Local

Hurricane Florence evacuees seek hotel rooms; Columbus not expected to see rain or wind

This map from the National Hurricane Center shows the projected path of Hurricane Florence as of the 11 a.m. Thursday update. The storm’s path has changed once again, with it expected to move west, then curve northwest as a tropical storm, following by transition to a tropical depression and movement to the northeast.
This map from the National Hurricane Center shows the projected path of Hurricane Florence as of the 11 a.m. Thursday update. The storm’s path has changed once again, with it expected to move west, then curve northwest as a tropical storm, following by transition to a tropical depression and movement to the northeast.

As Hurricane Florence began churning Thursday into the Southeast coast of the U.S., Columbus-area hotels were receiving reservations from those looking to escape the wrath of its high winds and flooding rains.

“We’ve got more hotels saying they don’t have availability,” Peter Bowden, president and chief executive officer of the Visit Columbus GA, the city’s convention and visitors bureau, said Wednesday. The city has more than 4,000 hotel rooms.

“In the beginning, the hotels tell us that people from the Georgia coast were calling to book, but because of the way the storm shifted, there were cancellations,” he said. “But just as quickly as those cancellations were happening, they were filling up with people from the Carolinas looking for alternatives.”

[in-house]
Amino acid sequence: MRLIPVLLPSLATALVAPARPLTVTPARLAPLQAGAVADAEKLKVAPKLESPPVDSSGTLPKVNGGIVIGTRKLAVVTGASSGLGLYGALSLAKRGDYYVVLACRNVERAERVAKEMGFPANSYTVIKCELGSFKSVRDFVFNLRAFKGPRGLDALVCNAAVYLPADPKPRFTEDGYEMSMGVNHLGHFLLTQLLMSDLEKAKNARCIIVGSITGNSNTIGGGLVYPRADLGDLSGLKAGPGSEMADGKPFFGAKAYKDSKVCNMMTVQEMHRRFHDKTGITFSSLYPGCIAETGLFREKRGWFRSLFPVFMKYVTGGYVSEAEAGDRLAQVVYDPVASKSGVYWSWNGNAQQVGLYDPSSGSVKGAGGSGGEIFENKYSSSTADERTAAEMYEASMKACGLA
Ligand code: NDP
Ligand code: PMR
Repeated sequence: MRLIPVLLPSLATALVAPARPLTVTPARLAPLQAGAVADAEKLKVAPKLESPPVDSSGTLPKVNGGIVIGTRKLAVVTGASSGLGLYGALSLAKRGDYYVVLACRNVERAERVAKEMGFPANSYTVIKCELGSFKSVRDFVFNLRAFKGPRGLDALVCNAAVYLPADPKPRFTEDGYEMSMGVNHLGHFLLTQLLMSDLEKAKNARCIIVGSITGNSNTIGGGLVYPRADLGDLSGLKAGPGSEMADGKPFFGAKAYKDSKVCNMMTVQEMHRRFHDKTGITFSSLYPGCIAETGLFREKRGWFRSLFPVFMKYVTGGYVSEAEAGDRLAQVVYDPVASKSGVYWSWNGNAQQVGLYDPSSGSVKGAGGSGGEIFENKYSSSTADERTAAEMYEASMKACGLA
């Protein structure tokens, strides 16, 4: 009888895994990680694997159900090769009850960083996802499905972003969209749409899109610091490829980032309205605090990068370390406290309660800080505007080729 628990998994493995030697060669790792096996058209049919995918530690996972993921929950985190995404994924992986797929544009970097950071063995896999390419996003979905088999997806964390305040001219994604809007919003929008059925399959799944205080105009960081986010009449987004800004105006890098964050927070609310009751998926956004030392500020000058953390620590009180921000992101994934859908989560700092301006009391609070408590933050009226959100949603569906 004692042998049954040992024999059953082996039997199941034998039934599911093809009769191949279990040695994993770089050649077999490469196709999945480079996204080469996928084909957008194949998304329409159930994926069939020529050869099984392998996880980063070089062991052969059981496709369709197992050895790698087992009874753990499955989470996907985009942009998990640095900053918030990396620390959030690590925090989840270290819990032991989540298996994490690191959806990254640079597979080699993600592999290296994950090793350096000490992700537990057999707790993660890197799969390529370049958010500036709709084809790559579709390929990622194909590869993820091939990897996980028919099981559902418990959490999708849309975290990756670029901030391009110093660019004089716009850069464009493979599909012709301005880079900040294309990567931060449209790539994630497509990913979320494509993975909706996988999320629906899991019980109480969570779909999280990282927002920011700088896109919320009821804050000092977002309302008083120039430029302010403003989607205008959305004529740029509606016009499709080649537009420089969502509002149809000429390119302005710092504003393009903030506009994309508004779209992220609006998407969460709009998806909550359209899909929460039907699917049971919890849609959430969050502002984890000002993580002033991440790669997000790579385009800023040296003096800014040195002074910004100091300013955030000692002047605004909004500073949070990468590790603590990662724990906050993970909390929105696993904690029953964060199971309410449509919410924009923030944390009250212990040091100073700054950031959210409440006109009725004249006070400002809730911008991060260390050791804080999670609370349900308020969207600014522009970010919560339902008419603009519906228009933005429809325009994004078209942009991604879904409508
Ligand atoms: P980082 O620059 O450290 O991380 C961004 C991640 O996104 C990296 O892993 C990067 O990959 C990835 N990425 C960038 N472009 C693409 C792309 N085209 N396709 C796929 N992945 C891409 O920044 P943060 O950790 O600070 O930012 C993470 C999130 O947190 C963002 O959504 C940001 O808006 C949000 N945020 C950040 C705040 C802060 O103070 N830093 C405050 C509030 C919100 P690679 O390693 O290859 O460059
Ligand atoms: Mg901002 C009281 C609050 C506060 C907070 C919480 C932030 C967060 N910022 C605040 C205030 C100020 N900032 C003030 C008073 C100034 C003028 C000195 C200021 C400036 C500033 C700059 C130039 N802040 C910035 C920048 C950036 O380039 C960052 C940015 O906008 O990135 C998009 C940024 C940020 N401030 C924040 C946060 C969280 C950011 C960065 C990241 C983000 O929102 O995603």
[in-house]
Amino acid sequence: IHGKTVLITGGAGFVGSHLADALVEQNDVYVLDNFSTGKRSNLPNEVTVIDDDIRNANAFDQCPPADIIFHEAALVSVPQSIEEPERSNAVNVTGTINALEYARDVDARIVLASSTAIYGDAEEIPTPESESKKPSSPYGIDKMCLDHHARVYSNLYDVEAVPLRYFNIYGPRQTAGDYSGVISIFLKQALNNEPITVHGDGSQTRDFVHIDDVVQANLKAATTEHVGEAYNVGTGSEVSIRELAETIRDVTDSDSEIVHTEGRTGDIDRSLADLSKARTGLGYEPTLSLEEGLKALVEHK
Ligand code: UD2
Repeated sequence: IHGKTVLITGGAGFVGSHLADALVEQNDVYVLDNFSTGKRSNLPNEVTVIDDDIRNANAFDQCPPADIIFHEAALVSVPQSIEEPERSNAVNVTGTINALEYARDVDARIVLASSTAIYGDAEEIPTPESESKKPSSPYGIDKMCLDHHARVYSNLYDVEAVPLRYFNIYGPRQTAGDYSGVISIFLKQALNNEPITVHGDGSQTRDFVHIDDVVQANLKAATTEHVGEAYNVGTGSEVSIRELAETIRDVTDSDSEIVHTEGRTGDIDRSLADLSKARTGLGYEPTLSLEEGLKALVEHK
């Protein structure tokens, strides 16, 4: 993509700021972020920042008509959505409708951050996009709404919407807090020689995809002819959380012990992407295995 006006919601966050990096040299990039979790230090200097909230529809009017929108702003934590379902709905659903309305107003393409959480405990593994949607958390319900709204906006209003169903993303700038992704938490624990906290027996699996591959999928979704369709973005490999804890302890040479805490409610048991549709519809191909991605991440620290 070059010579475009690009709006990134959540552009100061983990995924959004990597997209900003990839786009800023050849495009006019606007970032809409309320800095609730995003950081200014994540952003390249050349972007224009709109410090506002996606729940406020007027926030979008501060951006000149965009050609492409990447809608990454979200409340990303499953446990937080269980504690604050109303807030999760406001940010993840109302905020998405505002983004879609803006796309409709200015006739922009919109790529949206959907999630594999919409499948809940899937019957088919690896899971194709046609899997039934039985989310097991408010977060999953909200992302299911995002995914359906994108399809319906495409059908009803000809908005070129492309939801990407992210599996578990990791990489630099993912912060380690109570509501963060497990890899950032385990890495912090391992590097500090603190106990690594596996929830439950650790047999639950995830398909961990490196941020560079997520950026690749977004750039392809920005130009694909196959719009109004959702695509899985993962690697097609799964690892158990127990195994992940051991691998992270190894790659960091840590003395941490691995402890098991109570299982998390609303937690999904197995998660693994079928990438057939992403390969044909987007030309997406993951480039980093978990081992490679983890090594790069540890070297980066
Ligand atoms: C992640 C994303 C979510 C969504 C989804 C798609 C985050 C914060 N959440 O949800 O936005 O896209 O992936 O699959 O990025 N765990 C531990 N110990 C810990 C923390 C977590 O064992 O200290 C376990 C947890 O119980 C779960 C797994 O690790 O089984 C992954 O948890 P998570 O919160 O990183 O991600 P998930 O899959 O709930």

Hurricane Florence completed its relentless journey across the Atlantic Ocean Thursday morning, dropping to a Category 2 storm and moving into the coasts of North and South Carolina. Outer bands of the storm, which at one point was a Category 4 hurricane, began to reach the coast early Thursday with maximum winds just above 100 mph.

Forecasters have had a very hard time predicting the timing and direction of Hurricane Florence, particularly after making contact with the Southeast coast. The forecast changed once again Thursday, with the fierce storm projected to move west inland rather than a previous expectation that it would meander southwest along the coast before slowly with winds and drenching rainfall.

The current projection as of midday Thursday is for the center of Florence to move slowly from North Carolina into South Carolina, then make a northwest turn as a tropical storm toward the Appalachian Mountains in western North Carolina before shifting to the northeast.

For the Columbus area, that means there should be no impact at all, with current forecasts projecting mostly sunny skies through the next week.

Columbus Parks & Recreation Director Hollie Browder said Wednesday afternoon that her office has not received a request from the American Red Cross to open any of the city’s super centers for storm evacuees. But they are prepared to do so if needed under an agreement the city has with the relief agency.

Bowden said most Columbus hotels have either waived or reduced pet fees for those fleeing the storm with their furry loved ones. He also noted that should a hotel not allow pets, the local PAWS Humane shelter on Milgen Road has agreed to shelter them there.

  Comments